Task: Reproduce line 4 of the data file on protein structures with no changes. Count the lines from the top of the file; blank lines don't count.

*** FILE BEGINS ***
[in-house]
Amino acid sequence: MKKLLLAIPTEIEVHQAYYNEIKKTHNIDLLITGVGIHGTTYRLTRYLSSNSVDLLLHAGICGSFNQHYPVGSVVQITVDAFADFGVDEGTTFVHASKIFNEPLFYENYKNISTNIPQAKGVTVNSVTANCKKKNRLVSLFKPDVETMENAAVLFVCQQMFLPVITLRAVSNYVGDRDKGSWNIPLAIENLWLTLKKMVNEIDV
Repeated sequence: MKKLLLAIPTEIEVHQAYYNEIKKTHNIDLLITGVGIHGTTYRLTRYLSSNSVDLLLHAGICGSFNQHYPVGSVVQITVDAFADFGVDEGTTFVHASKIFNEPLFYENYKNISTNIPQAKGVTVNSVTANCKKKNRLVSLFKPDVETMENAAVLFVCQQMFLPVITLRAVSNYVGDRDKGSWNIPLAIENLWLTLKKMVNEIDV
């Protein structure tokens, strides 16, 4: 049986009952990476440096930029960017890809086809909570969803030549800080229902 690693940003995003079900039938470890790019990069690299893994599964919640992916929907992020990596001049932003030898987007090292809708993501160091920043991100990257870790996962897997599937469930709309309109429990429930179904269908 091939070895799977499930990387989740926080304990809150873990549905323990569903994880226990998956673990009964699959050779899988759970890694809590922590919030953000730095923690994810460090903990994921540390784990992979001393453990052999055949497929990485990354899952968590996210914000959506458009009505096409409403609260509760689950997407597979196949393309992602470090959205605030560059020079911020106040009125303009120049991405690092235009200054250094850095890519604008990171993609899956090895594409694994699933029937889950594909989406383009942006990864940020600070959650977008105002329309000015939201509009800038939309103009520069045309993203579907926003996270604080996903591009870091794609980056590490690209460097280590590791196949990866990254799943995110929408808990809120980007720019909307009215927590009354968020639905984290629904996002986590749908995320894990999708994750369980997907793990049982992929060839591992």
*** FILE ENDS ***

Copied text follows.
């Protein structure tokens, strides 16, 4: 049986009952990476440096930029960017890809086809909570969803030549800080229902 690693940003995003079900039938470890790019990069690299893994599964919640992916929907992020990596001049932003030898987007090292809708993501160091920043991100990257870790996962897997599937469930709309309109429990429930179904269908 091939070895799977499930990387989740926080304990809150873990549905323990569903994880226990998956673990009964699959050779899988759970890694809590922590919030953000730095923690994810460090903990994921540390784990992979001393453990052999055949497929990485990354899952968590996210914000959506458009009505096409409403609260509760689950997407597979196949393309992602470090959205605030560059020079911020106040009125303009120049991405690092235009200054250094850095890519604008990171993609899956090895594409694994699933029937889950594909989406383009942006990864940020600070959650977008105002329309000015939201509009800038939309103009520069045309993203579907926003996270604080996903591009870091794609980056590490690209460097280590590791196949990866990254799943995110929408808990809120980007720019909307009215927590009354968020639905984290629904996002986590749908995320894990999708994750369980997907793990049982992929060839591992």